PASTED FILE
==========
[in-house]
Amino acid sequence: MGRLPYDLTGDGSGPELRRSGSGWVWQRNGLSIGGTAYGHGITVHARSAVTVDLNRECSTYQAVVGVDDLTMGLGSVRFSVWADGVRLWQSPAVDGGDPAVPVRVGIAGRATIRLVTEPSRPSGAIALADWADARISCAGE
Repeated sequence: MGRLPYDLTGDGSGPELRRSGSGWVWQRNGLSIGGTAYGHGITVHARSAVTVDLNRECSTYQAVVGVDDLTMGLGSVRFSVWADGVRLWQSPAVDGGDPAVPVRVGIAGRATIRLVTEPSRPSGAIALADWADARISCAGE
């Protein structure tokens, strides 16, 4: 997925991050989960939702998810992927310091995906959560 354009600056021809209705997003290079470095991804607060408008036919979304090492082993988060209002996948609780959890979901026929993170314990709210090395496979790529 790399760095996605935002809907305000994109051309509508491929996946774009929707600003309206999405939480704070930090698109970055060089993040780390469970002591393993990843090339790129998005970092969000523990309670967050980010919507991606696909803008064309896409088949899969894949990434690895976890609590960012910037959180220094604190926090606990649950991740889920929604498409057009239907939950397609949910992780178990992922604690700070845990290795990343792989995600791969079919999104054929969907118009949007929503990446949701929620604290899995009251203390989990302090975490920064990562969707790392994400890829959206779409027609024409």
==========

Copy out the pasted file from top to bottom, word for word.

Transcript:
[in-house]
Amino acid sequence: MGRLPYDLTGDGSGPELRRSGSGWVWQRNGLSIGGTAYGHGITVHARSAVTVDLNRECSTYQAVVGVDDLTMGLGSVRFSVWADGVRLWQSPAVDGGDPAVPVRVGIAGRATIRLVTEPSRPSGAIALADWADARISCAGE
Repeated sequence: MGRLPYDLTGDGSGPELRRSGSGWVWQRNGLSIGGTAYGHGITVHARSAVTVDLNRECSTYQAVVGVDDLTMGLGSVRFSVWADGVRLWQSPAVDGGDPAVPVRVGIAGRATIRLVTEPSRPSGAIALADWADARISCAGE
């Protein structure tokens, strides 16, 4: 997925991050989960939702998810992927310091995906959560 354009600056021809209705997003290079470095991804607060408008036919979304090492082993988060209002996948609780959890979901026929993170314990709210090395496979790529 790399760095996605935002809907305000994109051309509508491929996946774009929707600003309206999405939480704070930090698109970055060089993040780390469970002591393993990843090339790129998005970092969000523990309670967050980010919507991606696909803008064309896409088949899969894949990434690895976890609590960012910037959180220094604190926090606990649950991740889920929604498409057009239907939950397609949910992780178990992922604690700070845990290795990343792989995600791969079919999104054929969907118009949007929503990446949701929620604290899995009251203390989990302090975490920064990562969707790392994400890829959206779409027609024409």